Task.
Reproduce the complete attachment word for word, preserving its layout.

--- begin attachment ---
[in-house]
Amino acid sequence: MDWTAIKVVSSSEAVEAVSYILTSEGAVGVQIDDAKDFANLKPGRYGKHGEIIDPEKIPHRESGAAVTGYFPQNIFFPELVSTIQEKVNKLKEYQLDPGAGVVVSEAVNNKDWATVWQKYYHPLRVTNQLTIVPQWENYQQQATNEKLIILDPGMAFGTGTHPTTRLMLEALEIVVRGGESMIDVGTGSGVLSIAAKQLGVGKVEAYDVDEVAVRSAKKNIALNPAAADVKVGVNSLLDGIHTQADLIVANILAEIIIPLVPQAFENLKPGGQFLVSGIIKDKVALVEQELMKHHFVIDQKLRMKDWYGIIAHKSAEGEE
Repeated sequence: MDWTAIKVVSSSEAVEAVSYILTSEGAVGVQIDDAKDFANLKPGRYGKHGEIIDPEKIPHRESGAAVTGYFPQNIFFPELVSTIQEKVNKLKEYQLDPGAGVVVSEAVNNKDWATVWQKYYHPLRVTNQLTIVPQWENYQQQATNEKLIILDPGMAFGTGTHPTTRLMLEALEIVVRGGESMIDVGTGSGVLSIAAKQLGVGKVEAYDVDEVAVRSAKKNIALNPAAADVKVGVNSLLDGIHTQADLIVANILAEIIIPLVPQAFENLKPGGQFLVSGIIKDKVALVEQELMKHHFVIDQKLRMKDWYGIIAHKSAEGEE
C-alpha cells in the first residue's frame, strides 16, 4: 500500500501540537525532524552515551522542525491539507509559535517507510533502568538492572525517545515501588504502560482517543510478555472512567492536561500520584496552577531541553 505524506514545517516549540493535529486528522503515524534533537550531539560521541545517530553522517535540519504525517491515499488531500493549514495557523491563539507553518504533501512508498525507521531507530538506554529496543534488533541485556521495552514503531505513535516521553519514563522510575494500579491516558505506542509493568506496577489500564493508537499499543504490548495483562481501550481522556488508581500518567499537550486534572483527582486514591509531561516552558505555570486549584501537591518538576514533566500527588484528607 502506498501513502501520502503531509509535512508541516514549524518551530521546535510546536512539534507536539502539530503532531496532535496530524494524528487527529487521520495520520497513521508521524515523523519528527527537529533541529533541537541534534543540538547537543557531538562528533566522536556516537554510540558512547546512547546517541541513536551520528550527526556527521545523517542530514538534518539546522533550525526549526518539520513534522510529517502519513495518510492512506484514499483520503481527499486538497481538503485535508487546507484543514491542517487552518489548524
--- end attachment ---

[in-house]
Amino acid sequence: MDWTAIKVVSSSEAVEAVSYILTSEGAVGVQIDDAKDFANLKPGRYGKHGEIIDPEKIPHRESGAAVTGYFPQNIFFPELVSTIQEKVNKLKEYQLDPGAGVVVSEAVNNKDWATVWQKYYHPLRVTNQLTIVPQWENYQQQATNEKLIILDPGMAFGTGTHPTTRLMLEALEIVVRGGESMIDVGTGSGVLSIAAKQLGVGKVEAYDVDEVAVRSAKKNIALNPAAADVKVGVNSLLDGIHTQADLIVANILAEIIIPLVPQAFENLKPGGQFLVSGIIKDKVALVEQELMKHHFVIDQKLRMKDWYGIIAHKSAEGEE
Repeated sequence: MDWTAIKVVSSSEAVEAVSYILTSEGAVGVQIDDAKDFANLKPGRYGKHGEIIDPEKIPHRESGAAVTGYFPQNIFFPELVSTIQEKVNKLKEYQLDPGAGVVVSEAVNNKDWATVWQKYYHPLRVTNQLTIVPQWENYQQQATNEKLIILDPGMAFGTGTHPTTRLMLEALEIVVRGGESMIDVGTGSGVLSIAAKQLGVGKVEAYDVDEVAVRSAKKNIALNPAAADVKVGVNSLLDGIHTQADLIVANILAEIIIPLVPQAFENLKPGGQFLVSGIIKDKVALVEQELMKHHFVIDQKLRMKDWYGIIAHKSAEGEE
C-alpha cells in the first residue's frame, strides 16, 4: 500500500501540537525532524552515551522542525491539507509559535517507510533502568538492572525517545515501588504502560482517543510478555472512567492536561500520584496552577531541553 505524506514545517516549540493535529486528522503515524534533537550531539560521541545517530553522517535540519504525517491515499488531500493549514495557523491563539507553518504533501512508498525507521531507530538506554529496543534488533541485556521495552514503531505513535516521553519514563522510575494500579491516558505506542509493568506496577489500564493508537499499543504490548495483562481501550481522556488508581500518567499537550486534572483527582486514591509531561516552558505555570486549584501537591518538576514533566500527588484528607 502506498501513502501520502503531509509535512508541516514549524518551530521546535510546536512539534507536539502539530503532531496532535496530524494524528487527529487521520495520520497513521508521524515523523519528527527537529533541529533541537541534534543540538547537543557531538562528533566522536556516537554510540558512547546512547546517541541513536551520528550527526556527521545523517542530514538534518539546522533550525526549526518539520513534522510529517502519513495518510492512506484514499483520503481527499486538497481538503485535508487546507484543514491542517487552518489548524